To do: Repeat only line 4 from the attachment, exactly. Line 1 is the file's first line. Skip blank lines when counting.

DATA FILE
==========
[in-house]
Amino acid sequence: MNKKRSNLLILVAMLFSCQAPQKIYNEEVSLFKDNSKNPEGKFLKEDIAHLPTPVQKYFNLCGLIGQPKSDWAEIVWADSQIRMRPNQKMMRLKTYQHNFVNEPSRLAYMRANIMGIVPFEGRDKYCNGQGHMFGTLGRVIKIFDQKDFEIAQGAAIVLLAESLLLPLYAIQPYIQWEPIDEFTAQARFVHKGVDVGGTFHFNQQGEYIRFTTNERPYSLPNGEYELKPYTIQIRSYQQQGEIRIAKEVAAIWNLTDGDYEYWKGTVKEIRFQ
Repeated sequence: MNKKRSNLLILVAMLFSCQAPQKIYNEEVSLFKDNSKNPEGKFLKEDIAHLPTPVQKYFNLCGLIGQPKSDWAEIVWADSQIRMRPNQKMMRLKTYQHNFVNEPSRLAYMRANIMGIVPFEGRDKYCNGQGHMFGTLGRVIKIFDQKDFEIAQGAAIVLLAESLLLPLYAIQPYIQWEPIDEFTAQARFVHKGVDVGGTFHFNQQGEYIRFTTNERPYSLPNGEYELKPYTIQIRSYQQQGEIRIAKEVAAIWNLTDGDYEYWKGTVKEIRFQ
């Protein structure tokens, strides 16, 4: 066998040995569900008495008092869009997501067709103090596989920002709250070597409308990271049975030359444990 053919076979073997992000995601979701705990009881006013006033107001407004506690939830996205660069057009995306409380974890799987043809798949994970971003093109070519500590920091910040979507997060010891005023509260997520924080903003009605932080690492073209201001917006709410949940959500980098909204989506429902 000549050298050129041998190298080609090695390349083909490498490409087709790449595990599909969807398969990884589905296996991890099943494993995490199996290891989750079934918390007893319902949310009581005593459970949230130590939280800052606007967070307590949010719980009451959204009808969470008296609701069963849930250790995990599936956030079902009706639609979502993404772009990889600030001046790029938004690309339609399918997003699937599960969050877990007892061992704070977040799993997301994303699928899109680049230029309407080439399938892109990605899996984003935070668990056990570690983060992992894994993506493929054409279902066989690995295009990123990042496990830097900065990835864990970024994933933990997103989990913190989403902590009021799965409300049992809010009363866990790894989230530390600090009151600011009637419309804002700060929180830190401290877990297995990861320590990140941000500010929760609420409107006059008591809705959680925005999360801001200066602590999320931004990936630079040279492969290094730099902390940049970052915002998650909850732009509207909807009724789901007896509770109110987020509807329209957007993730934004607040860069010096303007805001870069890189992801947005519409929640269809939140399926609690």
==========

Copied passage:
């Protein structure tokens, strides 16, 4: 066998040995569900008495008092869009997501067709103090596989920002709250070597409308990271049975030359444990 053919076979073997992000995601979701705990009881006013006033107001407004506690939830996205660069057009995306409380974890799987043809798949994970971003093109070519500590920091910040979507997060010891005023509260997520924080903003009605932080690492073209201001917006709410949940959500980098909204989506429902 000549050298050129041998190298080609090695390349083909490498490409087709790449595990599909969807398969990884589905296996991890099943494993995490199996290891989750079934918390007893319902949310009581005593459970949230130590939280800052606007967070307590949010719980009451959204009808969470008296609701069963849930250790995990599936956030079902009706639609979502993404772009990889600030001046790029938004690309339609399918997003699937599960969050877990007892061992704070977040799993997301994303699928899109680049230029309407080439399938892109990605899996984003935070668990056990570690983060992992894994993506493929054409279902066989690995295009990123990042496990830097900065990835864990970024994933933990997103989990913190989403902590009021799965409300049992809010009363866990790894989230530390600090009151600011009637419309804002700060929180830190401290877990297995990861320590990140941000500010929760609420409107006059008591809705959680925005999360801001200066602590999320931004990936630079040279492969290094730099902390940049970052915002998650909850732009509207909807009724789901007896509770109110987020509807329209957007993730934004607040860069010096303007805001870069890189992801947005519409929640269809939140399926609690």